When House Republicans voted last night to remove food stamps from the Congressional farm bill, they took the first step toward ending a 40-year-long compromise tying food aid to the poor (liked by big-city liberals) to farm subsidies (liked by rural conservatives).
And while some hunger experts say it's about time—Joel Berg of the New York City Coalition Against Hunger wrote Wednesday he hoped for an end to "anti-hunger advocacy organizations [remaining] tied at the hip to the interests of massive agribusiness"—the farm bill squabble could end up leaving tens if not hundreds of thousands of New Yorkers without enough money to meet their daily expenses.
The heart of the House GOP's action, it's clear, is to enact cuts to the food stamp program (recently rechristened the Supplemental Nutrition Assistance Program, or SNAP), which has ballooned in recent years as millions of Americans were thrown out of work. The increased enrollment has especially galled Republicans like Wisconsin Rep. Paul Ryan, who yesterday called SNAP a "program in dire need of reform." Ryan's proposed reform: cutting off food aid to anyone with more than $2,000 in savings or a car worth more than $5,000.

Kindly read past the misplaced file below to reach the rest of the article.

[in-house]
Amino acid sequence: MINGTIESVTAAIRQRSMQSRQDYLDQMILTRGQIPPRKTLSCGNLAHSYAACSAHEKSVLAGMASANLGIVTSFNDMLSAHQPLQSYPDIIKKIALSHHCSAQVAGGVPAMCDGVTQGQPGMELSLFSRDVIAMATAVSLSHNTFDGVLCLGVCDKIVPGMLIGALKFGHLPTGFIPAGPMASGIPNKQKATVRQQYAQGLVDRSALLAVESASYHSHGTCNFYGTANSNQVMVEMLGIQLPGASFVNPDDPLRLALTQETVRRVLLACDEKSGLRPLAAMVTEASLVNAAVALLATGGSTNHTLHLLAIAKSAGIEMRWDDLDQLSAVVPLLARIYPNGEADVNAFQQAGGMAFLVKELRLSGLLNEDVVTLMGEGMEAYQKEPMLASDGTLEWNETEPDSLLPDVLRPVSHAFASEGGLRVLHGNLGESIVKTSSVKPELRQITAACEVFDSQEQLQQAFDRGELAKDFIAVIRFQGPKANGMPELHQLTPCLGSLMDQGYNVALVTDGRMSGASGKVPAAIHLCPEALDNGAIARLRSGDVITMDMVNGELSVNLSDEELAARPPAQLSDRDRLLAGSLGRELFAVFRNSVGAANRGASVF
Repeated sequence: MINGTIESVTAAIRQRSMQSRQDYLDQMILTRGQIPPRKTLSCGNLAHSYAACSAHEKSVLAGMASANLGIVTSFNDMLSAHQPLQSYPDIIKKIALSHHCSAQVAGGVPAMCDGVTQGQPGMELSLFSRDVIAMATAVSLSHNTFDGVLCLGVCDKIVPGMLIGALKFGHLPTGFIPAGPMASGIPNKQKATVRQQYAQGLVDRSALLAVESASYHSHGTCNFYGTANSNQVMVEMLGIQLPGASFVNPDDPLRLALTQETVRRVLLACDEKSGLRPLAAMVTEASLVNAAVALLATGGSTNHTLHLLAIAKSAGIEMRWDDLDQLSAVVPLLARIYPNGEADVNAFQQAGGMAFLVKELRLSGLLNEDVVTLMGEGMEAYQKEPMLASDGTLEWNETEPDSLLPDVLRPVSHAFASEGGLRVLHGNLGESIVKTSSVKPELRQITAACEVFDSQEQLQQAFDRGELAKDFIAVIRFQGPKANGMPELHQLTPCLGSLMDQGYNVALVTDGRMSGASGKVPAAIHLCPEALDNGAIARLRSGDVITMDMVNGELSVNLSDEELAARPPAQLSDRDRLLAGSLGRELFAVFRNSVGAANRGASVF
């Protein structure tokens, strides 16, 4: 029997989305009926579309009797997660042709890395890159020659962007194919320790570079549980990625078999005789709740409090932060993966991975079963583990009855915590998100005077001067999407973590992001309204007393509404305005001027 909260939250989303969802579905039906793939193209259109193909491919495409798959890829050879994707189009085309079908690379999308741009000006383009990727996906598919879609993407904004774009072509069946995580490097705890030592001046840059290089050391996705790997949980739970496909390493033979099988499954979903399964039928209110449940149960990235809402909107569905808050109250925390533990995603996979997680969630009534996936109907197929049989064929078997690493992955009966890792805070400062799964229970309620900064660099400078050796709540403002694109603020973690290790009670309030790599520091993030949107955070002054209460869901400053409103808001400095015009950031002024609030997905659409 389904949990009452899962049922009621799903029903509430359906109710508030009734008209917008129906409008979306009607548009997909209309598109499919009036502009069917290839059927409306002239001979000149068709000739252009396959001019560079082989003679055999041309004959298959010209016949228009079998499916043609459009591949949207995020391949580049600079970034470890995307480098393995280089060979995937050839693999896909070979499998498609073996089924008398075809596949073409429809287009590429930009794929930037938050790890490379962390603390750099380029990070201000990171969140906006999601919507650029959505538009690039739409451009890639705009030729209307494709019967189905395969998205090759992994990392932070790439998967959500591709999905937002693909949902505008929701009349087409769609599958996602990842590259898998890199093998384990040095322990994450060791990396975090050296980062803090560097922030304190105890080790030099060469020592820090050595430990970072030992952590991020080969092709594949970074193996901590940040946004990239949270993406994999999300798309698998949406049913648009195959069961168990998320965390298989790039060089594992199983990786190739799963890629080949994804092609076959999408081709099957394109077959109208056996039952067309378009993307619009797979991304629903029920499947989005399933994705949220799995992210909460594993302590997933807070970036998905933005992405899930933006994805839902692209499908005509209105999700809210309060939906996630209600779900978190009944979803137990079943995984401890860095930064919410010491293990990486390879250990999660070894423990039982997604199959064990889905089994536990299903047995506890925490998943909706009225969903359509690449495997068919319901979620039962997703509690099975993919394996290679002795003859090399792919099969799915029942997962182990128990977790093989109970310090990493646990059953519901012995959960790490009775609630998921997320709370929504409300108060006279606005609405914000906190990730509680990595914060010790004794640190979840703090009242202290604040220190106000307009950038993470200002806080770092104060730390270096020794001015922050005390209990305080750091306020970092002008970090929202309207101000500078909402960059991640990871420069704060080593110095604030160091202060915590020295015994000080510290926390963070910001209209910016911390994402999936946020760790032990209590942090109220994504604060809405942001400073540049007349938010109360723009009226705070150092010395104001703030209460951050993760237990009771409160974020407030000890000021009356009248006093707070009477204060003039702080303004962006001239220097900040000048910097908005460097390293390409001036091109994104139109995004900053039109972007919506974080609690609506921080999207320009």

Cutting food aid would have an especially big effect on poor New Yorkers, for whom it's increasingly become a last-ditch lifeline as cash assistance—aka "welfare"—has dried up over the last two decades. (Food stamps can't be used to pay electric bills or rent, but can free up other income to do so.) Since Congress revamped welfare in 1996, the number of New Yorkers getting cash aid has fallen from 1.1 million to 360,000; at the same time, rising poverty has driven the food stamp rolls from 1.4 million to a record of nearly 1.9 million. The federal government's new supplemental poverty measure—intended to remedy the flaws in the standard and very dated poverty line—found that food stamps lift 4.7 million Americans out of poverty; if similar numbers hold for the city, about 166,000 New Yorkers are kept out of poverty solely by food stamps.
Whether the proposed GOP cuts will go through remains uncertain: The SNAP-free House farm bill still needs to be reconciled with the Senate version by the end of September, and as Berg tells City Limits, "I have no clue what happens next. Anyone who tells you they know is a fool or a liar."
But some form of new limits on food aid seems inevitable. Another provision—approved by the House last month, but currently tabled along with the rest of SNAP—would establish welfare-reform-style work requirements, cutting off food aid to any families where parents weren't working 20 hours a week. The Democratic-controlled Senate, meanwhile, already voted to end food aid to up to half a million people (200,000 of them New Yorkers) who qualify for SNAP by getting federal low-income heating assistance, as well as banning for life the families of anyone who had ever been committed of murder, child sexual abuse, or violent sexual assault.
With the same conservative think tanks that spearheaded welfare reform already setting their sights on disability coverage, yesterday's food stamp vote could be just the start of things to come.